Padang, Sumatra island (Indonesia)
According to Educationvv.com, Padang is the capital of the western part of Sumatra, the third largest city on the island. Padang is the gateway to Sumatra because it is connected by ferry to Jakarta and has an international airport.
The old town, with its docks and Chinatown to the north, is a good place for leisurely strolls. Fading colonial architecture sits alongside traditional houses, shops and temples. There are several good beaches
around Padang. 20 km south is Pantai Bungus, which remains popular despite a plywood factory nearby. The best beach north of Padang – Pasir Jambak. But the best places with white sand and clear water are located on small islands off the coast, one-day tours to which are organized by hotels and travel agencies on the coast. Lembah Anai Nature Reserve is located
50 km north of Padang. Due to abundant rains and fertile volcanic soils, the vegetation here is very rich. The park is known for its waterfalls, wild-growing orchids and the giant rafflesia flower. If you move further into the mountains towards the city of Bukittinggi, which is located 89 km from Padang
and is one of the main centers of ecotourism in Sumatra, you can enjoy beautiful views of the rice terraces with traditional Minangkabau houses with peaked roofs scattered here and there, with the backdrop of the Marapi and Singgalangvolcanoes.
From Bukittinggi you can go on a two-day hike to the beautiful volcanic lake Maninjau (Maninjau lake), the path there passes through the jungle, villages and rice fields, although you can also take a bus; or climb the active volcano Marapi.
In the vicinity of Bukittinggi you can see a rare rafflesia flower. It can be up to a meter in diameter and weigh up to 10 kg. A rafflesia bud develops for 9 months and blooms for only 3 days. During flowering, it exudes the smell of rotten meat, which attracts many insects that carry its pollen.
Sibolga, Sumatra island (Indonesia)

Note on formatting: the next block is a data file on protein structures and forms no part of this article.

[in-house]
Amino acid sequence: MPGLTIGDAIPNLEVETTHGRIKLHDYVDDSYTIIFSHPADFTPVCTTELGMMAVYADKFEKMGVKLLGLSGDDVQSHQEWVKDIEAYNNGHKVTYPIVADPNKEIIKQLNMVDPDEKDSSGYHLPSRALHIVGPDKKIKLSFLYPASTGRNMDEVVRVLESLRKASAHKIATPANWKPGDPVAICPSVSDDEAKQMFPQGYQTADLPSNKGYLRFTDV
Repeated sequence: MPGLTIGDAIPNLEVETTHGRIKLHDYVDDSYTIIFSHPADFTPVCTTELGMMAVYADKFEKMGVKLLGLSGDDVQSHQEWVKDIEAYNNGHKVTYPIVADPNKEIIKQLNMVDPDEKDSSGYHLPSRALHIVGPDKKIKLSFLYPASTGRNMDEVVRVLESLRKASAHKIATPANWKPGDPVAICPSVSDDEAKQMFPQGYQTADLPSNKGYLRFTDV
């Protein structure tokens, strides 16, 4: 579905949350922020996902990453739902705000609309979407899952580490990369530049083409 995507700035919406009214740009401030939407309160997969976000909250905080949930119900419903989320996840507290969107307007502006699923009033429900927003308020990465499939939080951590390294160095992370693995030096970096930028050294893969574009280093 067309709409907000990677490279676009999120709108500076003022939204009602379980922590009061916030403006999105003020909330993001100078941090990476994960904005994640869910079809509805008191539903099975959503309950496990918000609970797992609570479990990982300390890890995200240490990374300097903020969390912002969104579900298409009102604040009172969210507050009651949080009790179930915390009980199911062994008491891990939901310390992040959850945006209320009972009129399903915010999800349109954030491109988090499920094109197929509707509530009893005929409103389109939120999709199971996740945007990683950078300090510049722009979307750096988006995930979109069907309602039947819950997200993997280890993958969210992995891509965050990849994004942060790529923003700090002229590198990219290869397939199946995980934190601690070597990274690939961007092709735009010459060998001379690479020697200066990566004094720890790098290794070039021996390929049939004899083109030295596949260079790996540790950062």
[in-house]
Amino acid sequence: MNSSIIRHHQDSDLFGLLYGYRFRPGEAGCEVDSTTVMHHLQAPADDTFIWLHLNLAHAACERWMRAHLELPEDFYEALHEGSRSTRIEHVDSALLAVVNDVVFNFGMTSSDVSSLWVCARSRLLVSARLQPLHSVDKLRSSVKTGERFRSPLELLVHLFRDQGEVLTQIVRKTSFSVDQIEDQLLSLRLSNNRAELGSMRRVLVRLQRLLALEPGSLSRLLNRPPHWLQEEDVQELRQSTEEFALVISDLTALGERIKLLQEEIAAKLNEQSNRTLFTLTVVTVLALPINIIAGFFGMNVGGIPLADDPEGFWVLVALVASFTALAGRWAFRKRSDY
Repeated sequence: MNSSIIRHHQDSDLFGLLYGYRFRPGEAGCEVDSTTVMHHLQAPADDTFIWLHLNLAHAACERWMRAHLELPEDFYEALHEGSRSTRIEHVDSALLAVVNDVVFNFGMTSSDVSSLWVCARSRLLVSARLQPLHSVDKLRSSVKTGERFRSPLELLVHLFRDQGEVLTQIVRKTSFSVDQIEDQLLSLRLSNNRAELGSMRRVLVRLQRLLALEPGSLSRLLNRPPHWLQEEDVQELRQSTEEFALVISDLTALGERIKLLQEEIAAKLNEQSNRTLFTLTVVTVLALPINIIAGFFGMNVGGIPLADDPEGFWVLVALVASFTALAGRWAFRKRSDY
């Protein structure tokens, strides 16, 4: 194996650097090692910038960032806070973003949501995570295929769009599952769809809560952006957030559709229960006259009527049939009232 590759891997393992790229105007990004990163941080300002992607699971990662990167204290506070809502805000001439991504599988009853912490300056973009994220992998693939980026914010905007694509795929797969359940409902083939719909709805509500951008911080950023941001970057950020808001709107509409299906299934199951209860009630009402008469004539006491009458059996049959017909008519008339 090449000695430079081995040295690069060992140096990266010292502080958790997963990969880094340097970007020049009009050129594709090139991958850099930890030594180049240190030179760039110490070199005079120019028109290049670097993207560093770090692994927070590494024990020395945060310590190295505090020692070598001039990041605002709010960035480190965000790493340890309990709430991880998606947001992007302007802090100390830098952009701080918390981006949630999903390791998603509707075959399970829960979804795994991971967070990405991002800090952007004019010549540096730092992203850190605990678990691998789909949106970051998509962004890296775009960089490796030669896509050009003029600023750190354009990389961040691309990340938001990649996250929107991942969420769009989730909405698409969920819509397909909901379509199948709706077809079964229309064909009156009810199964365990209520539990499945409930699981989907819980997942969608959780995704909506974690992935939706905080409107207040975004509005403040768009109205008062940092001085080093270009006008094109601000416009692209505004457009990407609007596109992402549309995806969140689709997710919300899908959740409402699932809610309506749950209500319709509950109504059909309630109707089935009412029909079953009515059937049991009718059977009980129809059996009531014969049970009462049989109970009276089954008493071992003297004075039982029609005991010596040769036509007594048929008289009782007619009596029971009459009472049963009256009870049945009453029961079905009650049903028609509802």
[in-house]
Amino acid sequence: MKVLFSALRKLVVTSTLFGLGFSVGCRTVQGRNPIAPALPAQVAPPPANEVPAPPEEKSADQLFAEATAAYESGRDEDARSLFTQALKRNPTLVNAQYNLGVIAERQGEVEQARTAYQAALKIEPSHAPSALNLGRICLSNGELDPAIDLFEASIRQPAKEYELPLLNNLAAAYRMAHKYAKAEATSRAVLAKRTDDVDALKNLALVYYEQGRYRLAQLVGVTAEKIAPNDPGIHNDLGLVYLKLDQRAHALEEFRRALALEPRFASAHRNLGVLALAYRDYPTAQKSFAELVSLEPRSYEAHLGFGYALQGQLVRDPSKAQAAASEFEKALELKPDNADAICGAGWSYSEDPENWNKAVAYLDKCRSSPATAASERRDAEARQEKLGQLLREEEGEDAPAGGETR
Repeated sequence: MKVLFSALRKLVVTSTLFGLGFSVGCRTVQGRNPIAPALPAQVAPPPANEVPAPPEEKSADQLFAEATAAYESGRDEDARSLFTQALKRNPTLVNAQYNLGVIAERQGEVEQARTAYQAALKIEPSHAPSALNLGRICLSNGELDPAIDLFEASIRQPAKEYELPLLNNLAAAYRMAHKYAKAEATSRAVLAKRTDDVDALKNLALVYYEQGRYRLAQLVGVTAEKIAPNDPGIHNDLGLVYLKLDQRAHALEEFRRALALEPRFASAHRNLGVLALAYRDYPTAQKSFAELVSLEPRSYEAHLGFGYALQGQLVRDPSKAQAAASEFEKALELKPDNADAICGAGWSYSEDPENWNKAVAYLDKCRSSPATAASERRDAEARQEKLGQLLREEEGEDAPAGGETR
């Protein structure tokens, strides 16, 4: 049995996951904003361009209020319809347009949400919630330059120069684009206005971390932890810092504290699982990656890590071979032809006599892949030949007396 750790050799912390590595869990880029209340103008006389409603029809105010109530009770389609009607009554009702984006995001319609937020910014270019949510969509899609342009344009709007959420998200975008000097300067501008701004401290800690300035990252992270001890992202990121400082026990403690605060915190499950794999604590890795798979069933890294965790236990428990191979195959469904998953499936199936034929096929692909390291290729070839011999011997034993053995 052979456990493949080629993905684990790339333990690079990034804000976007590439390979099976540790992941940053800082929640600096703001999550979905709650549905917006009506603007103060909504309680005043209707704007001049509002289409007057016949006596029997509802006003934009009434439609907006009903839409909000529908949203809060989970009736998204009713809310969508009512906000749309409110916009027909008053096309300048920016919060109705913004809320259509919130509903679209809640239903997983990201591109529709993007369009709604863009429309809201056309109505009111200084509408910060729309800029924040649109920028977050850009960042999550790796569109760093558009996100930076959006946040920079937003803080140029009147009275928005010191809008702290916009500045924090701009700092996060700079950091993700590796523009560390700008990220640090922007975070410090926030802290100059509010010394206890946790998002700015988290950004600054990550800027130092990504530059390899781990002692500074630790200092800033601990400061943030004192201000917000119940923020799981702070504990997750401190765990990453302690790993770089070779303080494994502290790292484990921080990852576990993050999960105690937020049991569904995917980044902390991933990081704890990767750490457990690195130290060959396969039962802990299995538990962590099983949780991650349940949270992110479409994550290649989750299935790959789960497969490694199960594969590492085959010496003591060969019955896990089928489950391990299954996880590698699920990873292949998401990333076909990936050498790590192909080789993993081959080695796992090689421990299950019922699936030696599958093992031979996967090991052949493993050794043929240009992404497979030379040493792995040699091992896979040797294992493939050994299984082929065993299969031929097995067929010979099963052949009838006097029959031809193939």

Sibolga is located on the west coast of the island of Sumatra. From here, a ferry leaves for the resort island of Nias, located 125 km from the coast.
11 km north of Sibolga, in the villages of Pantai Pandan and Pantai Kalangan, there are two beaches where you can spend time while waiting for the ferry. On weekends, these beaches are crowded.
Medan, Sumatra island (Indonesia)
Medan is located in the northern part of the island of Sumatra. It is the third largest city in Indonesia after Jakarta and Surabaya and the largest city on the island of Sumatra. Its population today is approximately 2.5 million people.
Medan began to develop actively after 1860, when the Dutch colonists began to arrange tobacco plantations on the adjacent lands. Thereafter, Medan quickly became the commercial and government center of the western region of Indonesia. In 1915 it became the official capital of North Sumatra.
The city is known as the birthplace of the Batak people, whose places of residence are now scattered throughout North Sumatra. There is also a large Javanese ethnic community living here, descendants of those who were resettled by the government in an attempt to reduce the chronic overpopulation of the island of Java. Medan has a large ethnic Chinese population that controls a large business sector. And finally, there is a large community of Tamils, who are called keling. The Tamil market or Kampung Keling is very well known. Many buildings of Dutch architecture have been preserved in Medan. This is the old City Hall, the central Post Office, the Water Tower, which is the symbol of Medan, and Titi Gantung – a bridge over the railway. The city also has several historical sites, such as the Maimun Palace (Istana Maimun), and the Grand Mosque (Masjid Raya) of Medan, built in 1906.
Medan is the transportation hub for North Sumatra and is connected by air to Jakarta, the main cities of Sumatra and Singapore. By itself, the city of Medan is of almost no interest to tourists, the traffic here is very dense, due to constant traffic jams, the air is heavily polluted, the ecology of the city is very bad. But 100 km away to the northwest is the huge Leuser National Park, one of the few places in the world where you can still see orangutans in their natural habitat. A kind of gateway to the park is the village of Bukitlawang, where several simple hotels are located, from which two or three-day hiking trips to Leuser National Park are organized.
The village of Bukitlavan was almost completely destroyed by a mudflow that came down in 2003, but at the moment it has been completely rebuilt and nothing reminds of those destructions. The village can be reached from Medan by taxi or bus. The whole journey will take about 4 hours, because the road there passes through palm plantations, from the fruits of which palm oil is extracted. It is used by heavy trucks and is in very poor condition.